About a week ago, I participated in a panel discussion titled "Consumer Driven IT: Thriving in the New Normal" which we produced from HBO Studios and broadcasted in 25 cities across the US and Canada.
I've had some time to digest the topics that were discussed, what the other panelists said and what we heard from over 500 IT leaders in the audience.
One thought stuck with me since the event. It goes without saying that, as a technologist, I love to talk about technology. And that leads to a lot of debating with other technologists about all manner of IT. But there's a topic I prefer to avoid debating, and it's not politics or religion. It's discussing what the next big driver of technological change will be.
There is so much innovation spurring exciting changes that it's impossible to declare one as the next big thing. That's not stopping folks from pointing to OLED displays, Near Field Communication, augmented reality, multi-core and quantum processing, 3D displays, new UIs, HTML5, tablets, the Internet of things, social media, and more as "the big one."
The truth is, all of these innovations are finding their way into computing devices and applications now, and they'll be commonplace in the next five years. Rather than look for a single driver, let's look at where the entire constellation of drivers is taking us as an industry and as a society. Do that, and you find not technology, but a cultural revolution as the real change agent - and it is built on mobile, social, and cloud computing.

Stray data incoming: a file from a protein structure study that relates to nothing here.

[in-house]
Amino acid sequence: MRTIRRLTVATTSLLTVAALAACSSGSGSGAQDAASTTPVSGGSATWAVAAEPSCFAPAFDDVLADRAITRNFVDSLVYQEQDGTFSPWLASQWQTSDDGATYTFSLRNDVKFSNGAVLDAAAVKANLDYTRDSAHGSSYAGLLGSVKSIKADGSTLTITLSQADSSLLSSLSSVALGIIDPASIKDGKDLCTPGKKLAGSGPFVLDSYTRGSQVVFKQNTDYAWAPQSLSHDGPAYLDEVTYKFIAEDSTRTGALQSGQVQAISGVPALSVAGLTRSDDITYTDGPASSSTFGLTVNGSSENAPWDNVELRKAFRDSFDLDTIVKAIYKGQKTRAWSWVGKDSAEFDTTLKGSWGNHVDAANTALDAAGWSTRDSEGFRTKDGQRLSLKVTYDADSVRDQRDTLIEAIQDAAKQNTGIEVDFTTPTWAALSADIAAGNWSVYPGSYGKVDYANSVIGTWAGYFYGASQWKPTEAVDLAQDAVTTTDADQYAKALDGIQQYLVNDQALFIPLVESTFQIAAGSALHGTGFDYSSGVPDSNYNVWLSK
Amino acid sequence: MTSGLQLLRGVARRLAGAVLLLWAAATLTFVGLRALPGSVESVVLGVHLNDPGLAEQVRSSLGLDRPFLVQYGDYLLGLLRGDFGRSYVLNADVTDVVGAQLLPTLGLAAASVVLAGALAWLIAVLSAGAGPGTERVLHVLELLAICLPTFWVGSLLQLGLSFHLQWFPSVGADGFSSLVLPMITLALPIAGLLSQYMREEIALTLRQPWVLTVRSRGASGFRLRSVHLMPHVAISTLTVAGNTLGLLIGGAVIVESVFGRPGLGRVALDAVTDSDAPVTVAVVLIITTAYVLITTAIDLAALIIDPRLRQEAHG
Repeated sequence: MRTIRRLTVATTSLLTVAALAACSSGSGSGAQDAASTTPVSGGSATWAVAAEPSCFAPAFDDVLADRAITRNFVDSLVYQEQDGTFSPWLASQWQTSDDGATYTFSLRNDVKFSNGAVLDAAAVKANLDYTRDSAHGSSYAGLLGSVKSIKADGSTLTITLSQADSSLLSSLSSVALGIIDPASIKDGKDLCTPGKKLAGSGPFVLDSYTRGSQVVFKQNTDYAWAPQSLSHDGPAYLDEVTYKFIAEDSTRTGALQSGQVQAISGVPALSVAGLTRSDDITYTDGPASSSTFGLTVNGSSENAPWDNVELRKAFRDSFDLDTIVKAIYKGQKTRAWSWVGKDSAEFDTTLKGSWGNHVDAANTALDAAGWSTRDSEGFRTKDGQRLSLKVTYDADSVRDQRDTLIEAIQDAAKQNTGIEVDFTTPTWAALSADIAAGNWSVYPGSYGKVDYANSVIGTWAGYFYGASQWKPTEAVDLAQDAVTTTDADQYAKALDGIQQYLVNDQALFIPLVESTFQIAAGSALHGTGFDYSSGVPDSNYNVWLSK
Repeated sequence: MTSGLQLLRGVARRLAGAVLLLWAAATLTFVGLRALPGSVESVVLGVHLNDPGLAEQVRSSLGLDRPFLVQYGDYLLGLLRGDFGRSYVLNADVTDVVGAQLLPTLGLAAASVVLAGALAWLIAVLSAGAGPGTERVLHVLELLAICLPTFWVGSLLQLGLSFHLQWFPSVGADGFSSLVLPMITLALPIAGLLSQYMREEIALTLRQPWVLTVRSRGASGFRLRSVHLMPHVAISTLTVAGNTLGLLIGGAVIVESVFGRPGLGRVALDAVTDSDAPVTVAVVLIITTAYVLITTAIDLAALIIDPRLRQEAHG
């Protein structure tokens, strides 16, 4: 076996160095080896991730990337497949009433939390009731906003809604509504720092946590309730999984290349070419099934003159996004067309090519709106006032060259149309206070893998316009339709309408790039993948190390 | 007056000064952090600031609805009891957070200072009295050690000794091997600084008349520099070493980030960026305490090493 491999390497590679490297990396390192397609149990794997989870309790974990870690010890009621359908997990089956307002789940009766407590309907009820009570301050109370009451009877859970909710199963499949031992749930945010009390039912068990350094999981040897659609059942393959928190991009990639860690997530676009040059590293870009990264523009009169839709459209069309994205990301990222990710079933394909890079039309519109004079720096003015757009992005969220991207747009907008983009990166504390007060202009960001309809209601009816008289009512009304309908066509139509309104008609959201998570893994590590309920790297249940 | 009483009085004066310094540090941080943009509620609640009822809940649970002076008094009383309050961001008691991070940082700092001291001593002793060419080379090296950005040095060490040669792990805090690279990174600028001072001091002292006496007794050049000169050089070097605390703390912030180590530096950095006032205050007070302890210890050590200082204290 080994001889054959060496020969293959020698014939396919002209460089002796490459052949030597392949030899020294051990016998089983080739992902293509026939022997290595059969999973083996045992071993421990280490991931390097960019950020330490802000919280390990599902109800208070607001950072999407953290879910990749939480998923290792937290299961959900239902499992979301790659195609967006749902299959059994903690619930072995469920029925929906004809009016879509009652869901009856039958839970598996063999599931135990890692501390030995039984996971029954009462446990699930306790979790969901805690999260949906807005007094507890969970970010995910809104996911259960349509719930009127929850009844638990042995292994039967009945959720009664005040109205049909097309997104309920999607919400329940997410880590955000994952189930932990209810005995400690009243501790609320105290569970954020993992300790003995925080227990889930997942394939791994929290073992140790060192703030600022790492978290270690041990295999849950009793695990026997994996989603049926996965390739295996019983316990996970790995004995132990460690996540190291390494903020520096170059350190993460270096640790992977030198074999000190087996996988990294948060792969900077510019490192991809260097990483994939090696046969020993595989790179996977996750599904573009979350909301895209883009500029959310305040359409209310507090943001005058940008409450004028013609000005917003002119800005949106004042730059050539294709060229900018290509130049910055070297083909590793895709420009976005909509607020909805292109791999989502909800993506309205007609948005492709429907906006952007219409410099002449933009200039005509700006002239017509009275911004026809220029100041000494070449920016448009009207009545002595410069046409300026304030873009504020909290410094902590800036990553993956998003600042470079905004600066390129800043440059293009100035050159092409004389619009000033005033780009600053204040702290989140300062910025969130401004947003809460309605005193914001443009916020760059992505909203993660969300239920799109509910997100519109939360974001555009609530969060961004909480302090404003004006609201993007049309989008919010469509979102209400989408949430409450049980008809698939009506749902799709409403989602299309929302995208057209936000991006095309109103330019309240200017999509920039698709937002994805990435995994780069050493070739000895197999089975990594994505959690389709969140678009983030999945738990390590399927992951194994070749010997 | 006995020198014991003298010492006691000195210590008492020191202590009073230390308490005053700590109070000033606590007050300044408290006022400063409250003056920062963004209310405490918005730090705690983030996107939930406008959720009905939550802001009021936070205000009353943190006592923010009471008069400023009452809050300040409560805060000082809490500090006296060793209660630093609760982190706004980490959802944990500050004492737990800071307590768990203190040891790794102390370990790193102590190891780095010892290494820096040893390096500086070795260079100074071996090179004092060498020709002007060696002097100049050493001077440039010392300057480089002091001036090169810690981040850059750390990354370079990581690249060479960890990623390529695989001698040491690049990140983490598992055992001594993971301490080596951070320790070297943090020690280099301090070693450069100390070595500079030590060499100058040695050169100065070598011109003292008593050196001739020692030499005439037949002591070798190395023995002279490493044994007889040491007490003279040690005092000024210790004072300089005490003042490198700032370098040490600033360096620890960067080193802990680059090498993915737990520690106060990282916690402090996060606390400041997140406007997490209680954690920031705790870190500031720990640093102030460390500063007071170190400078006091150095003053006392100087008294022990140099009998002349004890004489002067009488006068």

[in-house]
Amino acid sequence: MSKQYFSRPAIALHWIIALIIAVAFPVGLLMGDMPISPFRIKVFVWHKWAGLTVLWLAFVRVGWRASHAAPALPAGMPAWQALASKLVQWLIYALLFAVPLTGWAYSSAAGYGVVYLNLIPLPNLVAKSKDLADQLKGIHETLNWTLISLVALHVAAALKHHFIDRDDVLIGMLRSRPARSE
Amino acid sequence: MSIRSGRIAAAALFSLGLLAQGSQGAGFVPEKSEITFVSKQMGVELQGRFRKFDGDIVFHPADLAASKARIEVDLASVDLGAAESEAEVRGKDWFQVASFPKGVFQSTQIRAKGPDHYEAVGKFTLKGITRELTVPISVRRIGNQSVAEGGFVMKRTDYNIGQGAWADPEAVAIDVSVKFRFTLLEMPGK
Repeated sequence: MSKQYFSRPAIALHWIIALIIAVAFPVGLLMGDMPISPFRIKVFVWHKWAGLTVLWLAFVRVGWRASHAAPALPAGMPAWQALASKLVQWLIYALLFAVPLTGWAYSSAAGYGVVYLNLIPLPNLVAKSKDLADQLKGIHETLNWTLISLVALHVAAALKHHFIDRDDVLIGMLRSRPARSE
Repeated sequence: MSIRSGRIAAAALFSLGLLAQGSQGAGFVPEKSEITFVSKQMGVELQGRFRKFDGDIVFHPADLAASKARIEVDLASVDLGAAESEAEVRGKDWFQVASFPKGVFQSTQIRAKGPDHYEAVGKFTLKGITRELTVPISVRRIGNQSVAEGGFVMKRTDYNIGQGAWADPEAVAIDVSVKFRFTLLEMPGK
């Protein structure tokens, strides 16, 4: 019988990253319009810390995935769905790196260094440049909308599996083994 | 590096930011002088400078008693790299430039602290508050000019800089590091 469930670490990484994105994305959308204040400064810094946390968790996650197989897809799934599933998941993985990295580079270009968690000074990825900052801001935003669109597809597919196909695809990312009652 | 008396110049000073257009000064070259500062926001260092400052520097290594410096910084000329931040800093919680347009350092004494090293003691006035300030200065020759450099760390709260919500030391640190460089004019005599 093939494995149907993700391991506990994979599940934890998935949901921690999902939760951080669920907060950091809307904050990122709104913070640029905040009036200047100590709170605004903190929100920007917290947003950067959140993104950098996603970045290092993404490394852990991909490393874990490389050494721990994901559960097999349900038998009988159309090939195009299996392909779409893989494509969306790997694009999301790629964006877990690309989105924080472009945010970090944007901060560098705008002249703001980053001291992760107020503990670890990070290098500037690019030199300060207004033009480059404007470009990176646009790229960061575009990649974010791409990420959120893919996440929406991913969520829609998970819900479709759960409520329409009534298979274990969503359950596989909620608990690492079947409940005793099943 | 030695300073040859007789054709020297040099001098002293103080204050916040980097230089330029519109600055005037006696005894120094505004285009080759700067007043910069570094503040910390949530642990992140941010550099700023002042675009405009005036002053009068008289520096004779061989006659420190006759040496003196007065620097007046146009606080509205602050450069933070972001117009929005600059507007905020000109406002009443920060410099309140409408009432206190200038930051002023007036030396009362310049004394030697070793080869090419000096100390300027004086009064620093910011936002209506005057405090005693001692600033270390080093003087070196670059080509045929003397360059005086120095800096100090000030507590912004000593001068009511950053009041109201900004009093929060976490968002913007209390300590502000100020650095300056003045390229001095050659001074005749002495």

Mobile computing, social media and the cloud enable people to engage with each other, with networks, and with organizations easily, instantly, massively, and on a more personal level than ever before. And since businesses are populated by people, they are increasingly interacting this way at work too, pushing this consumer-driven revolution into the workplace.
As mobile computing devices continue their inevitable evolution, users will continue with this inevitable revolution, expecting greater capabilities, performance and interconnectivity. It won't be long before your smartphone will be capable of crunching quadratic equations during a 6-way 3D video chat, all while autonomously prioritizing your schedule, organizing your email, and booking your next flight.
In a lot of cases, all that data won't be stored on the device - it will be in the cloud; and all that processing won't be performed exclusively on the device - it will be on virtualized servers, in the cloud. In the new computing order, any device that's not cloud-savvy might as well be a brick. And any organization that's not mobile might as well be working with homing pigeons.
So, the ultimate agent of change is YOU. Consumers are now driving IT which, it could be argued, is exactly how it should be, and should have always been.
In the good old days, it was fine for an IT project to come in on scope, on schedule, on budget. But now we have the tools and a global mobile platform that let small development teams create apps in days, not months or years. That's the tactical piece. The strategic piece? Businesses can-indeed, must-use consumer driven IT to increase revenue and value faster, and more often, than before.
We need to use these new tools, platforms, and services to accelerate and capitalize on the productivity of a soon-to-be persistently connected and utterly untethered business world. Those who don't recognize that consumers are driving the pace of business to a ludicrous speed will be passed by those who do.
I'm ready. Your people are ready. Your markets are ready. The tools are ready. The cloud is ready. Are you?